As we had identified that Tim-1 is expressed on BCR-triggered B cells in vitro, we assessed whether the over-expression of Tim-1 on B cells would alter their antibody response in vivo by determining the level of the various SE-specific immunoglobulin isotypes in the sera of PBS or SE wild-type and transgenic mouse groups. Although levels of SE-specific IgM, IgE and IgG1 increased substantially in the mouse groups that received SE challenge compared with the PBS-treated controls the magnitude of this was similar in the Tim-1 transgenic mice and their wild-type littermates (Fig. 4a). These data show that over-expression of Tim-1 on B and T cells has no detectable effect on B-cell antibody responses in vivo.

Figure 4
Tim-1 over-expressing mice have a normal in vivo type 2 immune response. Wild-type or Tim-1 transgenic mice received intraperitoneal injection of phosphate-buffered saline (PBS) or Schistosoma mansoni eggs. Two weeks later the mice received PBS or Schistosoma ...

We also assessed T-cell responses from the SE-challenged mice. Total splenocytes were isolated from all the mouse groups and re-stimulated in vitro with SE antigen for 48 hr. We then measured cell proliferation by thymidine incorporation. As shown in Fig. 4(b), while splenocytes from PBS-treated mouse groups had a minimal proliferative response, SE-challenged mice responded strongly to the SE antigen restimulation in a dose-dependent manner (Fig. 4b). However, there was no significant difference in cell proliferation between the Tim-1 transgenic mice and their littermate controls that received SE challenge (Fig. 4b). We also measured the IL-4 and IL-5 production from the splenocytes that were re-stimulated with SE antigen. As expected, splenocytes from SE mouse groups, but not PBS-treated mouse groups, produced IL-4 and IL-5 in response to SE antigen re-stimulation. However, once again the cytokine levels from the Tim-1 transgenic mice and their littermate controls were very similar (Fig. 4c).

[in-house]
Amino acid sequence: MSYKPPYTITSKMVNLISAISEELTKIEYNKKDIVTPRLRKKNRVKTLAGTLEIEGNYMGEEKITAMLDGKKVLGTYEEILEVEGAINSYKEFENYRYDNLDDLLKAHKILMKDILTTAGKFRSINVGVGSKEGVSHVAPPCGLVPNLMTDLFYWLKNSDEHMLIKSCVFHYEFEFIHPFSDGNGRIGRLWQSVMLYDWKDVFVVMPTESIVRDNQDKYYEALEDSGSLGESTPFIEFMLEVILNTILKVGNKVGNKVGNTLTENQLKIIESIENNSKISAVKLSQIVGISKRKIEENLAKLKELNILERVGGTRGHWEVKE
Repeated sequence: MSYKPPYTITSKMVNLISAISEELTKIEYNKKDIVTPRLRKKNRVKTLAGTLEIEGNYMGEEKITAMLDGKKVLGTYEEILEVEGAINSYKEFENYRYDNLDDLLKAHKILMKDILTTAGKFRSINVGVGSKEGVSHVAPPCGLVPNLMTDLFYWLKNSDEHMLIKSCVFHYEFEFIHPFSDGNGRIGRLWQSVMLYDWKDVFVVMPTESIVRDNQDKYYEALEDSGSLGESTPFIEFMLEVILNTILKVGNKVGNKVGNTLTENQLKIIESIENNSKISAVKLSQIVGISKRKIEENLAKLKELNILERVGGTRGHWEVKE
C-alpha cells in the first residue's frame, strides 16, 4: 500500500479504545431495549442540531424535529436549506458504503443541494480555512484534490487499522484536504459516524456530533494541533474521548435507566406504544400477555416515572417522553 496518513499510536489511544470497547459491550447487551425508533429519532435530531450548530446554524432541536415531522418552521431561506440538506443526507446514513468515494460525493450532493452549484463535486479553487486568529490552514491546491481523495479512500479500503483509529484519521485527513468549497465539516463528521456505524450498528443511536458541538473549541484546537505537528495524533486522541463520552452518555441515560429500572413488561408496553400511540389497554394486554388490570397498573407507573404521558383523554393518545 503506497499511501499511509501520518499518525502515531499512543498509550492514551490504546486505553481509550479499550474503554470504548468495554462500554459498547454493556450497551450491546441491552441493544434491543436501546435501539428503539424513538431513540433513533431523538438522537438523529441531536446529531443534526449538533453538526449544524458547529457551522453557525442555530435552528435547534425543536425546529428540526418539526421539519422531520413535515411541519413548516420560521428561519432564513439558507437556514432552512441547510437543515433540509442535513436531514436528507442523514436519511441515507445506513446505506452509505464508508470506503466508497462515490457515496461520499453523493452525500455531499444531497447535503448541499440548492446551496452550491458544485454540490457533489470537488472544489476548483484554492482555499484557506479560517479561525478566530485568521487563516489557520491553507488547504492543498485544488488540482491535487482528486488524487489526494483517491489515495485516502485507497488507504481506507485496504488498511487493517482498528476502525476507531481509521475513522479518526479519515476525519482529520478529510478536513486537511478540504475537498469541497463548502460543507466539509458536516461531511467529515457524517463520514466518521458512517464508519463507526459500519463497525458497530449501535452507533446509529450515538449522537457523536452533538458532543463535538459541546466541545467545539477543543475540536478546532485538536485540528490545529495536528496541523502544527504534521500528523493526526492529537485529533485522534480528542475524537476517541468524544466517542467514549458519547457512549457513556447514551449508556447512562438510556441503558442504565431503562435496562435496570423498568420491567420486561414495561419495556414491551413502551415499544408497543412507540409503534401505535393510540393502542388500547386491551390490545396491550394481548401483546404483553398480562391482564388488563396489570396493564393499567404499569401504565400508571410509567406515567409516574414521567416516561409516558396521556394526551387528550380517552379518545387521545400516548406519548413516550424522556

Intravenous injection of SE into the mice results in the circulation of the SE to the lung where they become trapped and provoke T-cell-mediated granulomatous inflammation.26 Paraffin lung sections were prepared from all the mouse groups and stained with Giemsa for inflammatory infiltrate and periodic acid-Schiff (PAS) for goblet cells. As shown in Fig. 4(d), both PBS-treated Tim-1 transgenic mice and their littermate controls showed healthy lung airways with no cell infiltrate or mucus production. Challenge with SE resulted in inflammatory cell infiltration into the lungs and increased mucus production (Fig. 4d). The over-expression of Tim-1 did not alter the magnitude of these responses (Fig. 4d,e).

We also performed similar studies using Tim-1-deficient mice. Again, there was no difference in the immune response between the wild-type and the Tim-1-deficient mice (data not shown). In addition we also infected Tim-1-deficient mice with helminth Nippostrongylus brasiliensis and observed no significant differences in the responses (such as worm burden) of Tim-1-deficient mice compared with wild-type mice (data not shown).

Tim-1 is expressed predominantly on germinal centre B cells in vivo

Although our in vitro studies showed that Tim-1 could be induced on B cells, our in vivo analysis using Tim-1 transgenic mice failed to demonstrate a functional effect for this expression. This led us to ask if Tim-1 is indeed expressed on B cells in vivo. As Tim-1 expression on B cells is dependent on BCR cross-linking, we hypothesized that Tim-1 would be expressed on BCR-triggered B cells in vivo. During a T-cell-dependent B-cell response, activated B cells migrate to the B-cell follicle and initiate germinal centres where somatic hypermutation and isotype switching occur.27 These B cells are subjected to selection through BCR signalling.28 Therefore, we hypothesized that Tim-1 would be predominantly expressed on germinal centre B cells. We used SRBC immunization to induce germinal centre responses in wild-type mice and then compared the expression of Tim-1 on germinal centre B cells and non-germinal centre B cells. Using PNA and CD95 as markers for germinal centre B cells we detected the induction of germinal centre B cells in the spleens of mice that received SRBC injection (Fig. 5a). Strikingly, all of the germinal centre B cells had high-level cell surface expression of Tim-1 when compared with non-germinal centre B cells (Fig. 5b). This observation led us to ask if Tim-1 expression is essential for germinal centre induction. To test this we injected SRBC into wild-type or Tim-1-deficient mice and assessed the induction of germinal centre B cells on day 9 after challenge. As shown in Fig. 5(c), comparable proportions of germinal centre B cells were observed in wild-type and Tim-1-deficient mice. Hence, although Tim-1 is highly expressed on the surface of germinal centre B cells it is not essential for their development in vivo.